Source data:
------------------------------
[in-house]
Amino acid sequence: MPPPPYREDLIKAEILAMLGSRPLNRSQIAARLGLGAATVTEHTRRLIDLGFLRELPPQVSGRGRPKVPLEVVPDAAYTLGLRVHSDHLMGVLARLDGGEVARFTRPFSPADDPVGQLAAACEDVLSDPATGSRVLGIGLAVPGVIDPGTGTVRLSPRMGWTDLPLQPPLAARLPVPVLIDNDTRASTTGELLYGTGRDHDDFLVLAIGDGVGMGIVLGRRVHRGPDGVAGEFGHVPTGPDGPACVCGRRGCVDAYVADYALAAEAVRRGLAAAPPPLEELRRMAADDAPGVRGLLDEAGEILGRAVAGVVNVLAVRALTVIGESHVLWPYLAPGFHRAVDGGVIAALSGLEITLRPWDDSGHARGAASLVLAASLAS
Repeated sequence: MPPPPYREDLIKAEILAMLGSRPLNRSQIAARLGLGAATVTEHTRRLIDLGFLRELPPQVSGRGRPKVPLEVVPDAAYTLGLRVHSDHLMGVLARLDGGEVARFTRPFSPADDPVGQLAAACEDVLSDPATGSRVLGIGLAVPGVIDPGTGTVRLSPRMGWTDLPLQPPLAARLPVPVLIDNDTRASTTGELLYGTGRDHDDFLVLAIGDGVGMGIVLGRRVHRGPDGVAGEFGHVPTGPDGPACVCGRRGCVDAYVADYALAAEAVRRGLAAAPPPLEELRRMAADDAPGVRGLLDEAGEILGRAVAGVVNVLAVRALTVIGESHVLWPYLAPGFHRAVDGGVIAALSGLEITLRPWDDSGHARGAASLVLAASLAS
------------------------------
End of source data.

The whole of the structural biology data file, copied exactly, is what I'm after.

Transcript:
[in-house]
Amino acid sequence: MPPPPYREDLIKAEILAMLGSRPLNRSQIAARLGLGAATVTEHTRRLIDLGFLRELPPQVSGRGRPKVPLEVVPDAAYTLGLRVHSDHLMGVLARLDGGEVARFTRPFSPADDPVGQLAAACEDVLSDPATGSRVLGIGLAVPGVIDPGTGTVRLSPRMGWTDLPLQPPLAARLPVPVLIDNDTRASTTGELLYGTGRDHDDFLVLAIGDGVGMGIVLGRRVHRGPDGVAGEFGHVPTGPDGPACVCGRRGCVDAYVADYALAAEAVRRGLAAAPPPLEELRRMAADDAPGVRGLLDEAGEILGRAVAGVVNVLAVRALTVIGESHVLWPYLAPGFHRAVDGGVIAALSGLEITLRPWDDSGHARGAASLVLAASLAS
Repeated sequence: MPPPPYREDLIKAEILAMLGSRPLNRSQIAARLGLGAATVTEHTRRLIDLGFLRELPPQVSGRGRPKVPLEVVPDAAYTLGLRVHSDHLMGVLARLDGGEVARFTRPFSPADDPVGQLAAACEDVLSDPATGSRVLGIGLAVPGVIDPGTGTVRLSPRMGWTDLPLQPPLAARLPVPVLIDNDTRASTTGELLYGTGRDHDDFLVLAIGDGVGMGIVLGRRVHRGPDGVAGEFGHVPTGPDGPACVCGRRGCVDAYVADYALAAEAVRRGLAAAPPPLEELRRMAADDAPGVRGLLDEAGEILGRAVAGVVNVLAVRALTVIGESHVLWPYLAPGFHRAVDGGVIAALSGLEITLRPWDDSGHARGAASLVLAASLAS